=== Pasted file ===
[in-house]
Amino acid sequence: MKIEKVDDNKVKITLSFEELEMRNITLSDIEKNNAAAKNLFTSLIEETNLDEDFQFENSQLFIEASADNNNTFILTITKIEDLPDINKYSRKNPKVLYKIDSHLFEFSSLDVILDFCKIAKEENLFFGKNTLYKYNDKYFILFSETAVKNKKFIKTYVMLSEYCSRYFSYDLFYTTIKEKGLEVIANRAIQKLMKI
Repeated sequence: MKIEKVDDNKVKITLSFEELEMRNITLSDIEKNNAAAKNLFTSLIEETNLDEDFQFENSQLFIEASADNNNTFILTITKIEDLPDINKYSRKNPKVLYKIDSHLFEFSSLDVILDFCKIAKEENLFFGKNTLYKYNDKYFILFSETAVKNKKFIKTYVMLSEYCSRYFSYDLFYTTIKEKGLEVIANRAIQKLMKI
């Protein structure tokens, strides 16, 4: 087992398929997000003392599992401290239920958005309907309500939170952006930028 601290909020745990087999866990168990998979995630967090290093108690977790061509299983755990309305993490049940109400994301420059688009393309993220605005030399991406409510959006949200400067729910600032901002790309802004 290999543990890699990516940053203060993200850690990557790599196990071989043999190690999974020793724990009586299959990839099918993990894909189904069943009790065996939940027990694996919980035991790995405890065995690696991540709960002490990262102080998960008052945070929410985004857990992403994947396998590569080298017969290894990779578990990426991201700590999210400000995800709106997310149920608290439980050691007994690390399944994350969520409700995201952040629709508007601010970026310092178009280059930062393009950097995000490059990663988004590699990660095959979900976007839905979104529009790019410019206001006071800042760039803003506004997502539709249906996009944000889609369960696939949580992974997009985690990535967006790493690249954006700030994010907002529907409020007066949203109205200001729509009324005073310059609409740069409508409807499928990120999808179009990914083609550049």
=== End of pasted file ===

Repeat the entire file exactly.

[in-house]
Amino acid sequence: MKIEKVDDNKVKITLSFEELEMRNITLSDIEKNNAAAKNLFTSLIEETNLDEDFQFENSQLFIEASADNNNTFILTITKIEDLPDINKYSRKNPKVLYKIDSHLFEFSSLDVILDFCKIAKEENLFFGKNTLYKYNDKYFILFSETAVKNKKFIKTYVMLSEYCSRYFSYDLFYTTIKEKGLEVIANRAIQKLMKI
Repeated sequence: MKIEKVDDNKVKITLSFEELEMRNITLSDIEKNNAAAKNLFTSLIEETNLDEDFQFENSQLFIEASADNNNTFILTITKIEDLPDINKYSRKNPKVLYKIDSHLFEFSSLDVILDFCKIAKEENLFFGKNTLYKYNDKYFILFSETAVKNKKFIKTYVMLSEYCSRYFSYDLFYTTIKEKGLEVIANRAIQKLMKI
């Protein structure tokens, strides 16, 4: 087992398929997000003392599992401290239920958005309907309500939170952006930028 601290909020745990087999866990168990998979995630967090290093108690977790061509299983755990309305993490049940109400994301420059688009393309993220605005030399991406409510959006949200400067729910600032901002790309802004 290999543990890699990516940053203060993200850690990557790599196990071989043999190690999974020793724990009586299959990839099918993990894909189904069943009790065996939940027990694996919980035991790995405890065995690696991540709960002490990262102080998960008052945070929410985004857990992403994947396998590569080298017969290894990779578990990426991201700590999210400000995800709106997310149920608290439980050691007994690390399944994350969520409700995201952040629709508007601010970026310092178009280059930062393009950097995000490059990663988004590699990660095959979900976007839905979104529009790019410019206001006071800042760039803003506004997502539709249906996009944000889609369960696939949580992974997009985690990535967006790493690249954006700030994010907002529907409020007066949203109205200001729509009324005073310059609409740069409508409807499928990120999808179009990914083609550049």